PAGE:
Global Surveyor

Launched: Nov. 7, 1996
Country: United States
Mission: To capture high-resolution images of the surface and study the topography and atmosphere of the planet. The surveyor arrived on Sept. 11, 1997, and began taking images of the planet. In 1999, scientists used Surveyor's data to assemble the most detailed map of the Martian surface produced to date, revealing the planet's volcanoes, mountains, valleys and impact basins

.

The map revealed dozens of intriguing features on the planet's surface, some of them unique in the solar system. A southern hemisphere site known as the Hellas impact basin, thought to be the result of an asteroid impact, is shown to be 10 kilometres deep and 2,000 kilometres across. It's surrounded by rings of debris from the impact, stretching some 4,000 kilometres from the centre of the basin. "To our knowledge, it's the deepest crater anywhere in the solar system," says David Smith of NASA's Goddard Space Flight Center in Greenbelt, Md.

The map also highlighted the contrast between the planet's hemispheres. The north is very low and smooth, while the south is rough, mountainous and heavily cratered. The northern hemisphere, on average, is five kilometres lower than the southern hemisphere, which would have affected the flow of water thought to have been present on the Martian surface billions of years ago. Any water that was present, Smith says, would have tended to flow northward, perhaps creating a vast ocean in the planet's northern hemisphere. Smith cautions that there is no direct evidence for this but says, "We can't rule out the possibility that there was a large amount of water there."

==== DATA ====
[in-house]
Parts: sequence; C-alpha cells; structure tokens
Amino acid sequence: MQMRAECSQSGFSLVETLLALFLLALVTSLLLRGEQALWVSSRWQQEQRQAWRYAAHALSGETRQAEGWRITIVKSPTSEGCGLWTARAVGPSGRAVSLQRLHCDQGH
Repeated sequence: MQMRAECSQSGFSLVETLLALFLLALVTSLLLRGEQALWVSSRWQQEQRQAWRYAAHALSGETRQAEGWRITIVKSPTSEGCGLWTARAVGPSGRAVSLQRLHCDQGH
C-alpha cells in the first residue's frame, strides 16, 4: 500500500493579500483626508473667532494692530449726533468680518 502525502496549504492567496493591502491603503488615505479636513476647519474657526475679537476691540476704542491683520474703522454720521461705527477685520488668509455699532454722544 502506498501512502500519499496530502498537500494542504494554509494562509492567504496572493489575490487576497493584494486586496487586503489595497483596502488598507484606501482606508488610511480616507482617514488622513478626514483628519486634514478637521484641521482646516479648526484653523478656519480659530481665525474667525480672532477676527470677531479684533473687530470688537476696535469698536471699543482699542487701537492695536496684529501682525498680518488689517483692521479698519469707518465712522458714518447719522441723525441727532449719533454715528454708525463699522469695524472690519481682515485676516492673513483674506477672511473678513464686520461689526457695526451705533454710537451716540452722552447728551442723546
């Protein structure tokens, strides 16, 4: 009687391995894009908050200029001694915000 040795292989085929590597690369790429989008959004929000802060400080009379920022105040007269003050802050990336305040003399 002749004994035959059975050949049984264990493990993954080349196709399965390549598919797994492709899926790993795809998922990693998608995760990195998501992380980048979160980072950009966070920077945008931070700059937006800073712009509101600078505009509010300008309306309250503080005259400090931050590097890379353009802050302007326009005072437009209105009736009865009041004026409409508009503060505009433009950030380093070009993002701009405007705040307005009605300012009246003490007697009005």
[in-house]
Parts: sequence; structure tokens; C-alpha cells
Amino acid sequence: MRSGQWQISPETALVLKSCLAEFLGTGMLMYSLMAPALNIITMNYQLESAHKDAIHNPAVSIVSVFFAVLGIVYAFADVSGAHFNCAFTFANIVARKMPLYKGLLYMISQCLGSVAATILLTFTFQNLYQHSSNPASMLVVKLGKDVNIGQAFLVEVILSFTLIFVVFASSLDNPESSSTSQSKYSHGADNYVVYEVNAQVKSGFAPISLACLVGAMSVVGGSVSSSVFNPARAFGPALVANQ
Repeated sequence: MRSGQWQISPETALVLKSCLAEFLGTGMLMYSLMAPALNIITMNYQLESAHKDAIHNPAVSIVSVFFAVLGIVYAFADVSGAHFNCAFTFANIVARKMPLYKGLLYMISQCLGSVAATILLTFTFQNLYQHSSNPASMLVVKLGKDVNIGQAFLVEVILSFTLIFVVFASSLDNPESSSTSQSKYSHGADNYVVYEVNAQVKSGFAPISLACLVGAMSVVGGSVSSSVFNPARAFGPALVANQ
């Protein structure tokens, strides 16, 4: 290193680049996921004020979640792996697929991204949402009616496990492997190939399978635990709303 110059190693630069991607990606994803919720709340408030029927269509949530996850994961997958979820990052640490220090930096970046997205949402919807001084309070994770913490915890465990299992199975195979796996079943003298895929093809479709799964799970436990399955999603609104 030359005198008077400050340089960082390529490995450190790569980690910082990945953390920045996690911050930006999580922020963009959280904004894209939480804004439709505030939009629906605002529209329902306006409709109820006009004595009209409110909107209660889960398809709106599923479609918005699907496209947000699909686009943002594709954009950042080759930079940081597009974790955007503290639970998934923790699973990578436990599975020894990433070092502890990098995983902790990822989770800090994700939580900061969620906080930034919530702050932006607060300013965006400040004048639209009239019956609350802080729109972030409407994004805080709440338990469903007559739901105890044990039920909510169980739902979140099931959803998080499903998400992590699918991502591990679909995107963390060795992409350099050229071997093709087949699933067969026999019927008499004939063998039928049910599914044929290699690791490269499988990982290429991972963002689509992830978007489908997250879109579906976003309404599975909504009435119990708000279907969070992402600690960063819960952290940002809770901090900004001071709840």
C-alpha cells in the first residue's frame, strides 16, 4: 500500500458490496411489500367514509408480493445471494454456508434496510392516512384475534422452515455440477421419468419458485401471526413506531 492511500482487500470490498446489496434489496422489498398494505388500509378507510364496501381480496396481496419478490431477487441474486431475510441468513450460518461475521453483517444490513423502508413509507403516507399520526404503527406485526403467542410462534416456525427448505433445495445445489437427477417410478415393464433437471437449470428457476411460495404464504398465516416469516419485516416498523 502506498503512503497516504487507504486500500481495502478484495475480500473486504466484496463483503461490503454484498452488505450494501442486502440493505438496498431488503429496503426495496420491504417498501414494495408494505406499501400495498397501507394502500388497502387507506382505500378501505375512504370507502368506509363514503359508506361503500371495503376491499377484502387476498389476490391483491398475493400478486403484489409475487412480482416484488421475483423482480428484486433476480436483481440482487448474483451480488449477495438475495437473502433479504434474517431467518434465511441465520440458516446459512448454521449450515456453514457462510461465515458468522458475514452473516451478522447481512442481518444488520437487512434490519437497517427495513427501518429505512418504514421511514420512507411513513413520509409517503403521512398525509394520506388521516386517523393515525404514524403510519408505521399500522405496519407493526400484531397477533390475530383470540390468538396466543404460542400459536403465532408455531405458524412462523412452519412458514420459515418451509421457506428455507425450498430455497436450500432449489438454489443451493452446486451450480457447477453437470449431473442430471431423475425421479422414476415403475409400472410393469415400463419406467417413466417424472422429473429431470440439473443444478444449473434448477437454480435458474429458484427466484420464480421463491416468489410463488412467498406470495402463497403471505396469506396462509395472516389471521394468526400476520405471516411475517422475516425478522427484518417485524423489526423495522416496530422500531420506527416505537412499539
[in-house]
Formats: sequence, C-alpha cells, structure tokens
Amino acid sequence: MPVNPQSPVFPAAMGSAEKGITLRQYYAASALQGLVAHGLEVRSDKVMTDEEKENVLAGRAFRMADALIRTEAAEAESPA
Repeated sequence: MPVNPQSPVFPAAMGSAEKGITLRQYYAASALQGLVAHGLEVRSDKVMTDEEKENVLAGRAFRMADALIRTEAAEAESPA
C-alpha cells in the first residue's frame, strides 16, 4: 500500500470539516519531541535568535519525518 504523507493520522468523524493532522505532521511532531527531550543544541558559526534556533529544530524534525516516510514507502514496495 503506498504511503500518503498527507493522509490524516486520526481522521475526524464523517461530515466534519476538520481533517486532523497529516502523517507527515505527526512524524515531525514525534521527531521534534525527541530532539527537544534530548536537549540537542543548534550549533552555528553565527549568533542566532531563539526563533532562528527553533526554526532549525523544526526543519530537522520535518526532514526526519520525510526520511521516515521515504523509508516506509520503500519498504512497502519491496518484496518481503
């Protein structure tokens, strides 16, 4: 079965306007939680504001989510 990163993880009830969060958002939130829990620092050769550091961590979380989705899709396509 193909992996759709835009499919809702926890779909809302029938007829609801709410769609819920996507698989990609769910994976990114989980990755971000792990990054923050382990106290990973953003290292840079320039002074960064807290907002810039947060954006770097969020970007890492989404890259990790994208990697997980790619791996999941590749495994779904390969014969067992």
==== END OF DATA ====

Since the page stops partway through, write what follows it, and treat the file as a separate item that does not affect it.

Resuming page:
On Nov. 2, 2006, NASA lost contact with the Surveyor, nearly 10 years after it launched.

The probe's contributions to science didn't end there, however. A month after it was lost scientists looking back at old data got one last discovery: images that showed recent changes in surface features that might have been made from the flow of liquid water.

Observer

Launched: Sept. 25, 1992
Country: United States Mission: A Mars orbiter that was to have studied the planet's geology and climate. NASA lost contact with the spacecraft three days before it was to have entered orbit. The mission cost nearly $1 billion US.

Phobos 1 and 2

Launched: July 7 and July 12, 1988
Country: Soviet Union
Mission: A pair of spacecraft that were to have sent landers to the Martian moon Phobos. Both were lost before they completed their missions.

Viking 1

Launched: Aug. 20, 1975
Country: United States
Mission: To obtain high-resolution images of the surface, characterize the structure and composition of the atmosphere and surface, and search for evidence of life. The Viking 1 spacecraft became the first probe to land on Mars.